Second Test Match


At Hobart, November 17, 18, 19, 20. Australia won by 155 runs. Toss: Australia.

Australian fears that they were over-reliant upon Warne's leg-spin were eased at the Bellerive Oval. Warne broke a toe on the first evening - always a possibility against Waqar Younis's inswinging yorker - leaving Australia with only three specialist bowlers, all seamers. Even so, they achieved their second win inside four days. Taylor resourcefully bowled McGrath, Reiffel and McDermott downwind as much as possible, to conserve their energy, while using bit-part bowlers into the jabbing Tasmanian squalls. The bleak weather also ensured that three seamers would be sufficient. Even if the snow forecast for the third day never quite materialised, the Pakistanis could hardly have imagined more inhospitable conditions.

Australia's batsmen also struggled. Their first-innings 267 owed much to Mark Waugh, who failed to add to his record of eight centuries in 50 Tests, but undoubtedly deserved to. His first fifty was blessed with his usual grace and freedom of expression, despite shooting pains in his right leg. The regular fall of wickets drew a more cautious approach, but Healy astutely lofted Mushtaq Ahmed into the leg-side gaps. Mushtaq had his revenge on both, with Waugh falling when Ramiz Raja unexpectedly conjured up an excellent running catch over his shoulder at mid wicket.

Pakistan mustered 198 in reply as Reiffel and McGrath maintained a consistent length on a rain-touched pitch. Ramiz emerged with more credit, even if his persistent fifty mixed misjudgments with buoyant drives and pulls, and he was unfortunate to chip back a return catch as Reiffel made one pop.

A lead of 69 would not been secure if Australia had stumbled on the second evening. But Taylor and Slater batted brilliantly, their positive outlook in mind-numbing cold reaping 107 in 24 overs. In that brief period, the outcome was settled; next day, Taylor made certain by proceeding to 123. But otherwise it was Australia's turn to flounder against leg-spin. Mushtaq Ahmed finished with nine for 198 in the match, bowling with a childlike sense of fun and, in his appealing, occasionally a childlike absence of logic.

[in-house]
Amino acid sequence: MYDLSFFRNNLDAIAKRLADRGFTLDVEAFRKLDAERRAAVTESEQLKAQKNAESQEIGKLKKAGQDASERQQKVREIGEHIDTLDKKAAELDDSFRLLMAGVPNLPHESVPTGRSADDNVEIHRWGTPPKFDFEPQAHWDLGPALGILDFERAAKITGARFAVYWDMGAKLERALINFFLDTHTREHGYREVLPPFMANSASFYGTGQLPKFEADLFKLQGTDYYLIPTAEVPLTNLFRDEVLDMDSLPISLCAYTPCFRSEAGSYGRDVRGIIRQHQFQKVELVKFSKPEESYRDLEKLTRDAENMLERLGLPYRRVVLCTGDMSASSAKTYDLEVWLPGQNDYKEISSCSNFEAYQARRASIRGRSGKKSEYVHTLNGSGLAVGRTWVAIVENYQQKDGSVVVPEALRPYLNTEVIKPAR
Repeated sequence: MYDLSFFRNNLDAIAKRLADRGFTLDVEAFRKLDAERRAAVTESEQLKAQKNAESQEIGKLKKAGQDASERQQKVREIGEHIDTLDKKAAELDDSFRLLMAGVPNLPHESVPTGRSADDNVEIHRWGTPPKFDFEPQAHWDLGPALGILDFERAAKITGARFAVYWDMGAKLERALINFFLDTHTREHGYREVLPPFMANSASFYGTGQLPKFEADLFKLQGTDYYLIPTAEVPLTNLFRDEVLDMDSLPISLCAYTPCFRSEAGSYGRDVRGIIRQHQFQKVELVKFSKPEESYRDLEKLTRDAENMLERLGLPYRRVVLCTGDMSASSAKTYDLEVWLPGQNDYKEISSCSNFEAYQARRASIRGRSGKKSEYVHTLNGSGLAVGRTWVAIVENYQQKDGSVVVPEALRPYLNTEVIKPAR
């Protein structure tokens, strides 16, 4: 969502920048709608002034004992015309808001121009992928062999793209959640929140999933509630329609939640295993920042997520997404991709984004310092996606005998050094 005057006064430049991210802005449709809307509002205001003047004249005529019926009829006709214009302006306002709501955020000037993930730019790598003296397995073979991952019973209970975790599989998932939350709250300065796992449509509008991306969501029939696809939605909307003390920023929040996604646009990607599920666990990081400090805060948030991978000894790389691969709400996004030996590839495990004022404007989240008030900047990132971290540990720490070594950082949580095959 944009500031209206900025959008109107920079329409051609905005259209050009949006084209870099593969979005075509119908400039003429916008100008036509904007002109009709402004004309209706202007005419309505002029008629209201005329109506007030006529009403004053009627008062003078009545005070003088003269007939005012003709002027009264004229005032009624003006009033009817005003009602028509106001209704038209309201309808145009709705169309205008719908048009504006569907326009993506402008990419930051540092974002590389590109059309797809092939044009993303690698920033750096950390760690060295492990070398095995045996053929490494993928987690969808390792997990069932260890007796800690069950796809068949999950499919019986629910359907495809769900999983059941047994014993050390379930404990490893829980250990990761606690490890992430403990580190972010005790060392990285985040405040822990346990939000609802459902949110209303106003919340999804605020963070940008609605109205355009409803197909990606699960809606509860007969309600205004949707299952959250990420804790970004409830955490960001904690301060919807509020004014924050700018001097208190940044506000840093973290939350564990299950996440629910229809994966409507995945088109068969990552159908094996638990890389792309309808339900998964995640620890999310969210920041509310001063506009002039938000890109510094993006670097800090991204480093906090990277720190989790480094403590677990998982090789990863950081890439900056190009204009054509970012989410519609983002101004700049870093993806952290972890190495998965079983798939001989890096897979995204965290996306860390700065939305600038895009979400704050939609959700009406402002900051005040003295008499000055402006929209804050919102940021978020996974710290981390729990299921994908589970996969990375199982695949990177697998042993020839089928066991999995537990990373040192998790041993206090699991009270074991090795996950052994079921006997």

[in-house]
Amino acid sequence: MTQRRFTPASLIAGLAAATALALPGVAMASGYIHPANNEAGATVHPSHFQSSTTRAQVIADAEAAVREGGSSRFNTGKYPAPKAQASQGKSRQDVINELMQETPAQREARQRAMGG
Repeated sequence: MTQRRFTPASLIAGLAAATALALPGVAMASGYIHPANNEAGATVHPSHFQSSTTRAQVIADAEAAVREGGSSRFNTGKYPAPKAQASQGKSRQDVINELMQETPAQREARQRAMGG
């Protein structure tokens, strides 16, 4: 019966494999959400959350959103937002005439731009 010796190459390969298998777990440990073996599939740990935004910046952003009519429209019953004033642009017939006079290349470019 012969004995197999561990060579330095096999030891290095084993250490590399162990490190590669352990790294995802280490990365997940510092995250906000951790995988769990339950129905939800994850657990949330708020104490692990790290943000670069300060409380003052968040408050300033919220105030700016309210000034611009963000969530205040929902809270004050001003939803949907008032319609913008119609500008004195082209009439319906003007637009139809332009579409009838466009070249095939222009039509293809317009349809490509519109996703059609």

A target of 376 to win a Test had been achieved only twice. But once Sohail, who had retired overnight when McDermott struck him on the thigh, resumed, his captivating off-side driving helped Pakistan make a decent start at 132 for two. Then their last eight fell for 88, a sequence beginning with Blewett's first Test wicket. At the betting booth on the ground. Blewett had been offered at 500 to 1 (odds with enormous resonance for Australian cricket since Headingley 1981) to take the next wicket. An ice-cream seller, spotting him loosening up, could not resist this. So when Sohail chipped his third ball, delivered at innocuous medium-pace, to mid wicket, it was debatable whether the bookmaker or the batsman was the more peeved. Sohail rehearsed the shot with such vehemence as he strode off that he dropped the bat, an incident he paid for heavily when referee Raman Subba Row fined him half his fee and added a two-match suspended sentence. Pakistan's final downfall was engineered by McGrath, who had Wasim Akram athletically caught by Blewett at mid-on before making quick work of the tail with the new ball.

Man of the Match: M. A. Taylor. Attendance: 18,068.

Close of play: First day, Pakistan 33-2 (Aamir Sohail 15*, Ramiz Raja 4*); Second day, Australia 107-0 (M. A. Taylor 42*, M. J. Slater 62*); Third day, Pakistan 15-0 (Salim Elahi 7*, Ramiz Raja 6*).

© John Wisden & Co